Q&A with KUKA Robotics: Approaching uncertainty in the global economy

25th August 2022
Paige West

Neil Mead has recently been appointed to the position of Head of Regional Marketing EMEA, LATAM & India, KUKA Robotics. Karen Mascarenhas met with him to see how this leading automation company is approaching a time of flux in geopolitics and uncertainty in the global economy.

KUKA with its headquarters in Augsburg, Germany has an excellent reputation for robotics and factory automation so an overview of the company and its origins would be a good place to start this interview.

With 125 years’ experience, around 14,000 employees operating from 100 locations in 50 countries, and with annual sales of 3.3 billion Euros, KUKA remains one of the world’s leading suppliers of intelligent automation solutions.

KUKA Robotics offers a comprehensive range of highly modular robots, covering all common payload categories, from 3kg to 1,000kg. KUKA robots are designed to meet all of today’s industrial automation requirements, such as minimised space, shorter cycle times and maximum availability in order to provide top process efficiency and low operating costs. Designed and built at our Augsburg HQ in Germany, and featuring the latest technology, KUKA robots are some of the highest quality, fastest, strongest and most precise available on the market.

Over two thirds of the KUKA robots installed in the field use the company’s open architecture PC-based controller, making KUKA the number one PC-controlled robot manufacturer in the world. KUKA controllers are also available for integration with other components within automation systems. Other products include SoftPLC, Remote Service, KUKA SIM simulation software, networking Services and a variety of dress packs.

In addition, KUKA’s System Partners – experts in their respective industries – offer key technologies that transform the KUKA robot into an application-specific solution. And the advanced KUKA College enables fast learning through flexible training programmes that simulate a variety of real-world applications. Plus, KUKA Robotics offers a 24-hour customer service hotline, as well as a range of engineering support services.

As a manufacturer of such a leading-edge robotics technology, an outline of its wide range of application areas would be of interest.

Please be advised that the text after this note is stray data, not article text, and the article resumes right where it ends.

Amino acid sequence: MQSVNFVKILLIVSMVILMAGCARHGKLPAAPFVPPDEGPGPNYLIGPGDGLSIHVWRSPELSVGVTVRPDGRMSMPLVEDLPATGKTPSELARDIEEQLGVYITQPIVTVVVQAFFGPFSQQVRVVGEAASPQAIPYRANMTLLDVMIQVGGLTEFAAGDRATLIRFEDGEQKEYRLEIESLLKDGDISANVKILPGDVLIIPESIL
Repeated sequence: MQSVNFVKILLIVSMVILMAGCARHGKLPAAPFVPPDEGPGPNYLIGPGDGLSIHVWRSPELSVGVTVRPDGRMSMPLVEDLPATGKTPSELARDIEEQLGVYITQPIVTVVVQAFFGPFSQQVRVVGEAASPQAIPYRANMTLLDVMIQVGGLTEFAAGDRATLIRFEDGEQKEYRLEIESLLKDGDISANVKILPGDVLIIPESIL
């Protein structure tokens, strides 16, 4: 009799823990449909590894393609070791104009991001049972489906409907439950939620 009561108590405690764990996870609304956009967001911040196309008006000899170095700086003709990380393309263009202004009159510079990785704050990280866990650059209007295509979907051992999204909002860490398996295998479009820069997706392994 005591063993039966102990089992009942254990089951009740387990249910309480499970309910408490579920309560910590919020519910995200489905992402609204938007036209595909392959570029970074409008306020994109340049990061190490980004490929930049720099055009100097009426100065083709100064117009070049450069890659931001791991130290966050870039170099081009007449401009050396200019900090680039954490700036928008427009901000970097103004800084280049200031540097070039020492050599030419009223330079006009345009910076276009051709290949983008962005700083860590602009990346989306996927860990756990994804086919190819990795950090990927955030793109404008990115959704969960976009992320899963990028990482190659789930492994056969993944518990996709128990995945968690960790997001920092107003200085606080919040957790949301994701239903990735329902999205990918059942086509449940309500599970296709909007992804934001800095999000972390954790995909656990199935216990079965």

KUKA’s robot range extends from bench-tops and cobots to the heavy-duty KR 1000 TITAN, which can lift loads of up to 1,300kg. They are used in industries from automotive manufacturing, through to food and beverage handling and even space satellite construction as well as for many other advanced engineering applications. Key to KUKA’s success is how it delivers its broad range of solutions, either directly or through its approved System Partner integrator programme.

KUKA has been at the heart of robotics and automation in manufacturing since it launched FAMULUS, the world’s first six-axis industrial robot, in 1973. Recent additions include the KR QUANTEC robot family, KR IONTEC medium size robot series and the new LBR iisy collaborative robot range, which runs on the innovative iiQKA Linux based operating system.

Industrial robotic assembly lines, typically with a series of cells performing welding, joining and other repetitive tasks, are now a familiar sight. But automation has reached far beyond dirty, difficult, dangerous, routine, and repetitive tasks. They have now been joined by bespoke manufacturing, detailed finishing, advanced composite construction, packaging automation and more.

It is becoming as common to see a small, bench-mounted cobot, such as the new LBR iisy, working alongside a human, without a protective cage, as it is to see production lines made up of fully enclosed, heavy-duty welding, filling, and packing cells. The availability, suitability and falling costs of robots and automation systems mean that they are realistic considerations for all sizes of business, from SMEs to global OEMs.